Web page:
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Q:  I have a 5 year old indoor male cat.  A couple months ago he began developing scabs inside both of his ear flaps.  I want to bring him to the vet for a check-up but it’s impossible to get him into a carrier.  Do you have any ideas what this could be and what I can do to cure it?  It doesn’t look like it bothers him.   I don’t see him scratching the area or shaking his head.

A:  Unfortunately it is very difficult to diagnose the problem without seeing the pet.  This could be anything from an ear infection to parasites to something more serious like an ear tumor or an immune mediated problem.  So it is essential that you get your cat to your veterinarian.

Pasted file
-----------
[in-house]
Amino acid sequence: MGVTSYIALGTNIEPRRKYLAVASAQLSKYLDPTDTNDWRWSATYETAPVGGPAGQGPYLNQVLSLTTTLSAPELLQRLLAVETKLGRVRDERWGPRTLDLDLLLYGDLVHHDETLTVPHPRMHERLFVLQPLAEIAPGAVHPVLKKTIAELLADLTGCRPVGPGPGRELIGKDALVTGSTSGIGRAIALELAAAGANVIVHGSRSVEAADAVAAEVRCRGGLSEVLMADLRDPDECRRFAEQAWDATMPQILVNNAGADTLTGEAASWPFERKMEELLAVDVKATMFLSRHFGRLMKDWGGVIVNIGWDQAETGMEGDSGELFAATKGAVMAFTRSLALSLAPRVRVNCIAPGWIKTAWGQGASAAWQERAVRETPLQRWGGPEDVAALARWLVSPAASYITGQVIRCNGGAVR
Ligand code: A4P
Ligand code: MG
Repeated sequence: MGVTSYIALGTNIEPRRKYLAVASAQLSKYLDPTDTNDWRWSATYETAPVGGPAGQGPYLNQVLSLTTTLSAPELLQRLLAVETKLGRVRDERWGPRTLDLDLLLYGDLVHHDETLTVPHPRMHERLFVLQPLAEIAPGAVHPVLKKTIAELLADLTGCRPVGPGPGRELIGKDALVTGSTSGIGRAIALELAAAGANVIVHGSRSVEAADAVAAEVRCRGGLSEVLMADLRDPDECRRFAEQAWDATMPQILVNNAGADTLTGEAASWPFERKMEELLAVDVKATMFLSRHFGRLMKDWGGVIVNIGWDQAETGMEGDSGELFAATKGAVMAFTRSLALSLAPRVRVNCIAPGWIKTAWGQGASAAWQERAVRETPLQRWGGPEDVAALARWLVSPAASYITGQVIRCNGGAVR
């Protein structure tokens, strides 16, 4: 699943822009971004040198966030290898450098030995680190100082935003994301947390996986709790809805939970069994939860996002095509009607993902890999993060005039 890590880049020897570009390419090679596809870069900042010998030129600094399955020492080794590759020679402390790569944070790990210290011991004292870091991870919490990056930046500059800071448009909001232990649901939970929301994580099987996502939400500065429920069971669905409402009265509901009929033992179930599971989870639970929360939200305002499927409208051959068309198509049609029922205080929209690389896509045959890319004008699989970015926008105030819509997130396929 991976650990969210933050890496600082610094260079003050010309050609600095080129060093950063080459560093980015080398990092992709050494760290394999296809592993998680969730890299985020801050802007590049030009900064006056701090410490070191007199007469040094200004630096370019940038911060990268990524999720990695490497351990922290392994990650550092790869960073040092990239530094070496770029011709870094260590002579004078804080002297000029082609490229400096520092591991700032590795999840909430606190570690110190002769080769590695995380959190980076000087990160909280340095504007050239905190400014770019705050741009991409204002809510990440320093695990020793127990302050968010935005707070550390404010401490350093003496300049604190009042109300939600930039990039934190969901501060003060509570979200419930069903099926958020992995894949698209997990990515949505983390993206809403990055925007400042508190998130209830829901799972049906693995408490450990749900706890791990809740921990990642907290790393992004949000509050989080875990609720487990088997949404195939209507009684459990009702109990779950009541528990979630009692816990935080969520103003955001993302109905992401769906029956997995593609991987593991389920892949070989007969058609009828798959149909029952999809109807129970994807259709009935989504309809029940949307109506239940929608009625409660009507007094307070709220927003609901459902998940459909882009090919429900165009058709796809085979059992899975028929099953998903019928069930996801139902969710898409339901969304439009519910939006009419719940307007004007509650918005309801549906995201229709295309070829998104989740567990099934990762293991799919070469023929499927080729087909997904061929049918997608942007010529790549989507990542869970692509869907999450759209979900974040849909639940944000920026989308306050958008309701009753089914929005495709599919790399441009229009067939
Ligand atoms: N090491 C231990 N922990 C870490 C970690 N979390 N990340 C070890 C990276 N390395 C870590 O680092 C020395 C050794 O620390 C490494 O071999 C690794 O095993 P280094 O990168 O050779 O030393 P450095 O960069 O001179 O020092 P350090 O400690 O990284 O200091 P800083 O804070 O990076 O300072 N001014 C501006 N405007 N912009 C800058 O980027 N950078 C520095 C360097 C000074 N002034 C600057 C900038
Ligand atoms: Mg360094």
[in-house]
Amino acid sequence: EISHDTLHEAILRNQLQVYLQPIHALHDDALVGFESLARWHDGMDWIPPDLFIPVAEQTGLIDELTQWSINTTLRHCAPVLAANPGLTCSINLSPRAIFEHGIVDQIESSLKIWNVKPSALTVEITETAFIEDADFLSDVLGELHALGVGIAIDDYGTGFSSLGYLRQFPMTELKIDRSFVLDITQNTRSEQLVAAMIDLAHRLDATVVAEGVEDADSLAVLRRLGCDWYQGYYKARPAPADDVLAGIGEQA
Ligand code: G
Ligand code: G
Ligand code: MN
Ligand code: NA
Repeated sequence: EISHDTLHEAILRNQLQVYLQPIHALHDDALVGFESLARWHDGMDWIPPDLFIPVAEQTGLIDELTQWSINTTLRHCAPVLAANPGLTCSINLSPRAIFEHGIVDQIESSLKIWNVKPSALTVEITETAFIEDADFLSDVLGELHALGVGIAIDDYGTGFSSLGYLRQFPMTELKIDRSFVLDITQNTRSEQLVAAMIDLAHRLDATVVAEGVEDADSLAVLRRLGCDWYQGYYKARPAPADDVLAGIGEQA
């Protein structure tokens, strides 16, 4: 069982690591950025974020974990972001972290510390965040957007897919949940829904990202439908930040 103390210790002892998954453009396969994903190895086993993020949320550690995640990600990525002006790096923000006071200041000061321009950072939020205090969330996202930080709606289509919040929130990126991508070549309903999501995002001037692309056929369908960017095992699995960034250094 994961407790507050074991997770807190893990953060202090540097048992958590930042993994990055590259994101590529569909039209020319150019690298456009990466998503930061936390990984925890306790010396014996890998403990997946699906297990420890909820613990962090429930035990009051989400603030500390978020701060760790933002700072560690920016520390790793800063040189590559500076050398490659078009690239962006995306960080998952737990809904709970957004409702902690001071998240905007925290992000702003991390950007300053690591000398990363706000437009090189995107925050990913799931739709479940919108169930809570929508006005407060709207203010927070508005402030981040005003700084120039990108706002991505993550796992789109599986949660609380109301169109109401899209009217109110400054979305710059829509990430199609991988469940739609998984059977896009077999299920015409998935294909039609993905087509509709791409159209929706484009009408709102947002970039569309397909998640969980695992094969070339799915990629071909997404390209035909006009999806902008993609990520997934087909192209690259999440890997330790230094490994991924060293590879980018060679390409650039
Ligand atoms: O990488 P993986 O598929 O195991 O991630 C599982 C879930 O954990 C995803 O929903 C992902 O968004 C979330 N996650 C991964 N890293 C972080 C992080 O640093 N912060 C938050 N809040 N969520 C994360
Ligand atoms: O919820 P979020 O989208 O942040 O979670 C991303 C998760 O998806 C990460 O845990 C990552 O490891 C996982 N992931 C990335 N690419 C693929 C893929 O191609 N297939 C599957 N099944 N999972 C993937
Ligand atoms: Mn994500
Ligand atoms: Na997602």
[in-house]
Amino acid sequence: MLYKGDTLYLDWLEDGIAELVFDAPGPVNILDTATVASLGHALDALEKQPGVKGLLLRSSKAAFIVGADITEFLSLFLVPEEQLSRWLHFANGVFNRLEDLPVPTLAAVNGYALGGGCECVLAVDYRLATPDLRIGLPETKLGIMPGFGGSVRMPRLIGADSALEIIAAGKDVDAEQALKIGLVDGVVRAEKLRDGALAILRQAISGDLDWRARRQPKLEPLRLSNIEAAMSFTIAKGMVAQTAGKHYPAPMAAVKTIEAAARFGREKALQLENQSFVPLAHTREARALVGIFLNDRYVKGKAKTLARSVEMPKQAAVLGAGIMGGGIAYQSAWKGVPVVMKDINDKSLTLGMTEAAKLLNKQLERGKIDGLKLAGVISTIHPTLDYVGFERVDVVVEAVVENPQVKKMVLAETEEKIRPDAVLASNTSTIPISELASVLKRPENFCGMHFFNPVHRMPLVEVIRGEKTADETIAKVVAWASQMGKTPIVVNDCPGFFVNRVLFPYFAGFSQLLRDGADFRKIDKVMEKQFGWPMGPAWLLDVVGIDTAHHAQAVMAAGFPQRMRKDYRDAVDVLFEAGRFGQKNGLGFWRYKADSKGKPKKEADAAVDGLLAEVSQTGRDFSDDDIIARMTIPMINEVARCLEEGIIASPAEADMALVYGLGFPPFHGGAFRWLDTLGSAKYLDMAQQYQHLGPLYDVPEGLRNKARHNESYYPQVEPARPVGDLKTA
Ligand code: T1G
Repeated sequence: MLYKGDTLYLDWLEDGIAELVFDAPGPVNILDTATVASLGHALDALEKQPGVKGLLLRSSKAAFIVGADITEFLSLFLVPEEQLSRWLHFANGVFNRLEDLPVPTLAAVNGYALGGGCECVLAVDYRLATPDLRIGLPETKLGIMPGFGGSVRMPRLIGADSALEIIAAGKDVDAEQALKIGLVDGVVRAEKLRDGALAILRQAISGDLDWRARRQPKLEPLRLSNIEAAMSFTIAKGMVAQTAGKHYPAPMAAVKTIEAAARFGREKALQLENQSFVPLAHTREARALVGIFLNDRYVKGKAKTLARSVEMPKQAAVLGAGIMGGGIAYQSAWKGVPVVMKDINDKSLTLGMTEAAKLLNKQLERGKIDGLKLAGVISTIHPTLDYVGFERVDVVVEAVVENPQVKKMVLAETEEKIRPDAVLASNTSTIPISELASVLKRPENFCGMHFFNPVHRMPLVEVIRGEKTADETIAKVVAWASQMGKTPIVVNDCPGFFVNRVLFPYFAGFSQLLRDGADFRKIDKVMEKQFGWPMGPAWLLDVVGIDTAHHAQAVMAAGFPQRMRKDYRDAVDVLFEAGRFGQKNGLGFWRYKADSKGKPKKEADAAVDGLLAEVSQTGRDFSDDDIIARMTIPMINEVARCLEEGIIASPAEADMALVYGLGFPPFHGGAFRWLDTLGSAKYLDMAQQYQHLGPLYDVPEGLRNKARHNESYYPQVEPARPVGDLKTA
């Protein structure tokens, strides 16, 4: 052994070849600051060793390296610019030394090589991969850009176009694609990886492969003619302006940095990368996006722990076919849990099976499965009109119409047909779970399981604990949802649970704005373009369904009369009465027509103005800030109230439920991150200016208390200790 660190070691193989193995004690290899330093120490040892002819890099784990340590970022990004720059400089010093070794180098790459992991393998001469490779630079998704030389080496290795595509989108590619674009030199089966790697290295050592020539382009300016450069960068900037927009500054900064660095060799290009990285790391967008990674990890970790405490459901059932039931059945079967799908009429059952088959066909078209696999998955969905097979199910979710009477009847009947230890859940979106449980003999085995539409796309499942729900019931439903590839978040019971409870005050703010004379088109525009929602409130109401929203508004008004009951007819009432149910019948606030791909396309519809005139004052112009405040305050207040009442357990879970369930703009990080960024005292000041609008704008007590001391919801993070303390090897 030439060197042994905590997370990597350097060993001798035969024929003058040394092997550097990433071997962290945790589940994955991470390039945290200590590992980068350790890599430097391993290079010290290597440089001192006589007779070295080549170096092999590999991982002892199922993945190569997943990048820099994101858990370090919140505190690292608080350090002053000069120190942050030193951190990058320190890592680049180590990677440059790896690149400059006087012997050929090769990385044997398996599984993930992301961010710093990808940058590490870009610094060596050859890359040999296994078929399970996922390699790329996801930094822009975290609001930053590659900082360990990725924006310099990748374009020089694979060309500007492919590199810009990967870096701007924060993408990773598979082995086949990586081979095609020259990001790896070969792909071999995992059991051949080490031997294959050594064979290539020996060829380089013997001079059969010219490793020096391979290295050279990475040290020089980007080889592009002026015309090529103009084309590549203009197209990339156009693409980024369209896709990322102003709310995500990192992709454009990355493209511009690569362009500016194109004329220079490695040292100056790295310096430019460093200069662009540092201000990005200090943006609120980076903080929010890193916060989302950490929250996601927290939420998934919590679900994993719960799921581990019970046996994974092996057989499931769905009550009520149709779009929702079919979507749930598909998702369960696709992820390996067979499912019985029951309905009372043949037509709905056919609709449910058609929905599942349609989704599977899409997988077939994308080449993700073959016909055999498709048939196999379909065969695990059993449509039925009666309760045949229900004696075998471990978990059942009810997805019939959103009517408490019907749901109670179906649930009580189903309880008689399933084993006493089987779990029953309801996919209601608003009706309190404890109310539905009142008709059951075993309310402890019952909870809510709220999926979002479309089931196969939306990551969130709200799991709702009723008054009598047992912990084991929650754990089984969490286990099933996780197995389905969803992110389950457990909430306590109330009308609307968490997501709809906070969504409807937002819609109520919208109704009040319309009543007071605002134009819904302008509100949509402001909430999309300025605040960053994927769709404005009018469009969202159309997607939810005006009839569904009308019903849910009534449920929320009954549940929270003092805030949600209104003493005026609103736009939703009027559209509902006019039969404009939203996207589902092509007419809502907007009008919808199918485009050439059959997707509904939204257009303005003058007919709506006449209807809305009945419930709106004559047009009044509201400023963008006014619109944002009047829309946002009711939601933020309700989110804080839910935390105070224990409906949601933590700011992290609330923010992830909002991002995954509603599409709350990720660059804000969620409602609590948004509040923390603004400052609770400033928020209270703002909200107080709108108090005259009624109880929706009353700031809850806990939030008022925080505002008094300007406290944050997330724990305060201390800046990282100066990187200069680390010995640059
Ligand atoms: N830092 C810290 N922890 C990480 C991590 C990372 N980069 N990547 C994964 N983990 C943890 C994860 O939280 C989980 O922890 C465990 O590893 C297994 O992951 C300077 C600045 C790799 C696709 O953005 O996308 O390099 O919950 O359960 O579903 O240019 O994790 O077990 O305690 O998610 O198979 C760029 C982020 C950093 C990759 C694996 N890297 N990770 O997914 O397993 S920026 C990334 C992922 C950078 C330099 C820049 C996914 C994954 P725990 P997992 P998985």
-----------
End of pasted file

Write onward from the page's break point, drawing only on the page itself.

I can give you some advice on how to get your cat in the carrier.  First off, leave the carrier out in the open when you are not planning on going anywhere.  This will allow him to explore it and decide that it is not always a bad thing.  Also, you can make it more inviting by placing a towel or blanket inside or even a favorite toy.  Sometimes a sprinkling of catnip or some treats may do the trick.  There is also a pheromone spray (Fellway) that you could try which has a calmative effect on cats.  Another thing you can try is using a different type of carrier.  It may be very difficult to get a cat into a front loading carrier and you may want to try one that opens from the top.  Many veterinary clinics sell inexpensive cardboard carriers which are top loading.  This may give you a chance to experiment with what works best for your guy.

If all else fails, you may be able to ask your veterinarian for a mild sedative to help take the edge off your cat so you can get him to the office.  Also, a house call veterinarian may be another option if you cat determines that traveling is completely out of the question. 

Good luck getting him the care that he needs.

Reena Shah

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